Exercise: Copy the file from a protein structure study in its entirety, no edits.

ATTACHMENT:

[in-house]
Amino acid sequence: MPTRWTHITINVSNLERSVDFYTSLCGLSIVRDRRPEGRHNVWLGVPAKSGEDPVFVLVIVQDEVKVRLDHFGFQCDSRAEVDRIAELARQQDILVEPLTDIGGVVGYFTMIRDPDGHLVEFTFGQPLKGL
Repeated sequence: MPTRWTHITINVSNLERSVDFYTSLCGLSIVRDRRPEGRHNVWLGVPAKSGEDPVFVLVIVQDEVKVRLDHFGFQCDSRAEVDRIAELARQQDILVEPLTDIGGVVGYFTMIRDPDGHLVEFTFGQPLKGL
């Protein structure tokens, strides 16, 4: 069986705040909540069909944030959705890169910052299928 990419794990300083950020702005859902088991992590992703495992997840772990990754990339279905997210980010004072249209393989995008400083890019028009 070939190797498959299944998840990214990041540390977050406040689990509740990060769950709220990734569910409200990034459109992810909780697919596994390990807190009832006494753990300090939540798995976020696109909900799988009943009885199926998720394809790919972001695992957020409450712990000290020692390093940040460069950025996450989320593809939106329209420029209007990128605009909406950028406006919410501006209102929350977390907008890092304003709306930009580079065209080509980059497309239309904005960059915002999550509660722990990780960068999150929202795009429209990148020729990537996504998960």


[in-house]
Amino acid sequence: MPTRWTHITINVSNLERSVDFYTSLCGLSIVRDRRPEGRHNVWLGVPAKSGEDPVFVLVIVQDEVKVRLDHFGFQCDSRAEVDRIAELARQQDILVEPLTDIGGVVGYFTMIRDPDGHLVEFTFGQPLKGL
Repeated sequence: MPTRWTHITINVSNLERSVDFYTSLCGLSIVRDRRPEGRHNVWLGVPAKSGEDPVFVLVIVQDEVKVRLDHFGFQCDSRAEVDRIAELARQQDILVEPLTDIGGVVGYFTMIRDPDGHLVEFTFGQPLKGL
């Protein structure tokens, strides 16, 4: 069986705040909540069909944030959705890169910052299928 990419794990300083950020702005859902088991992590992703495992997840772990990754990339279905997210980010004072249209393989995008400083890019028009 070939190797498959299944998840990214990041540390977050406040689990509740990060769950709220990734569910409200990034459109992810909780697919596994390990807190009832006494753990300090939540798995976020696109909900799988009943009885199926998720394809790919972001695992957020409450712990000290020692390093940040460069950025996450989320593809939106329209420029209007990128605009909406950028406006919410501006209102929350977390907008890092304003709306930009580079065209080509980059497309239309904005960059915002999550509660722990990780960068999150929202795009429209990148020729990537996504998960």